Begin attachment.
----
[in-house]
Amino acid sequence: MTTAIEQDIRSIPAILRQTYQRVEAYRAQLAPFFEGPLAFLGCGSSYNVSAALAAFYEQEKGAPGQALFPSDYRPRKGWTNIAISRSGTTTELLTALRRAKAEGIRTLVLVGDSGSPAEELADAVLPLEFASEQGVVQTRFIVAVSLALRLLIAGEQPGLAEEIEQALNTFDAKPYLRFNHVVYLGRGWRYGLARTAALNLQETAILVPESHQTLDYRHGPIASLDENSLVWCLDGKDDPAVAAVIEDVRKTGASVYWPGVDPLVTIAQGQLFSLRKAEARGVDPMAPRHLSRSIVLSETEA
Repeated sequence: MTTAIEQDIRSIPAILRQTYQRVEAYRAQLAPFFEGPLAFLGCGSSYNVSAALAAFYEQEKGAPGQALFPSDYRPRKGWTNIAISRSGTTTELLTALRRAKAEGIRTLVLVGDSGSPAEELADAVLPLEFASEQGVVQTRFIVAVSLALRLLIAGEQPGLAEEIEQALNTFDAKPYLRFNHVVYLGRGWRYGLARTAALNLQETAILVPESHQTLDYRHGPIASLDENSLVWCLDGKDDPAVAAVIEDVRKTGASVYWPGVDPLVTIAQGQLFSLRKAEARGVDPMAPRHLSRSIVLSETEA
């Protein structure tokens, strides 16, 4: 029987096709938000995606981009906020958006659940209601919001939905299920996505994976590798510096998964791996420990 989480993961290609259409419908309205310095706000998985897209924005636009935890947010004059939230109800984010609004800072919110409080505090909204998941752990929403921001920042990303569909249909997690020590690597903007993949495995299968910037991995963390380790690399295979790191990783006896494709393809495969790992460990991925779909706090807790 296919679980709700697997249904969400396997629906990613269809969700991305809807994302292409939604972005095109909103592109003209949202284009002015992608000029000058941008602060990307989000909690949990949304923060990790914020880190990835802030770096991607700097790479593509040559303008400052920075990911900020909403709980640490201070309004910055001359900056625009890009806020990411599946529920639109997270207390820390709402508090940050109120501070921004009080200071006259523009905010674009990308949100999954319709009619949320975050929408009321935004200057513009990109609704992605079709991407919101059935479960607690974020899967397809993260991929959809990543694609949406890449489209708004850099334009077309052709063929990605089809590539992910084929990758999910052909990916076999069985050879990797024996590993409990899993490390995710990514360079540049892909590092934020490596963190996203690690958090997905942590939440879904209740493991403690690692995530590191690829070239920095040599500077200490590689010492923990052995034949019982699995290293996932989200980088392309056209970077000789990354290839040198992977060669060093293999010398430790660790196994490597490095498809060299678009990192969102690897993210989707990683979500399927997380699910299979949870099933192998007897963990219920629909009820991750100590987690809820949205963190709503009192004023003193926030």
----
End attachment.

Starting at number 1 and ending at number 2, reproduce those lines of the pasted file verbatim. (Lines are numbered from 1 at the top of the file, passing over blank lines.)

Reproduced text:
[in-house]
Amino acid sequence: MTTAIEQDIRSIPAILRQTYQRVEAYRAQLAPFFEGPLAFLGCGSSYNVSAALAAFYEQEKGAPGQALFPSDYRPRKGWTNIAISRSGTTTELLTALRRAKAEGIRTLVLVGDSGSPAEELADAVLPLEFASEQGVVQTRFIVAVSLALRLLIAGEQPGLAEEIEQALNTFDAKPYLRFNHVVYLGRGWRYGLARTAALNLQETAILVPESHQTLDYRHGPIASLDENSLVWCLDGKDDPAVAAVIEDVRKTGASVYWPGVDPLVTIAQGQLFSLRKAEARGVDPMAPRHLSRSIVLSETEA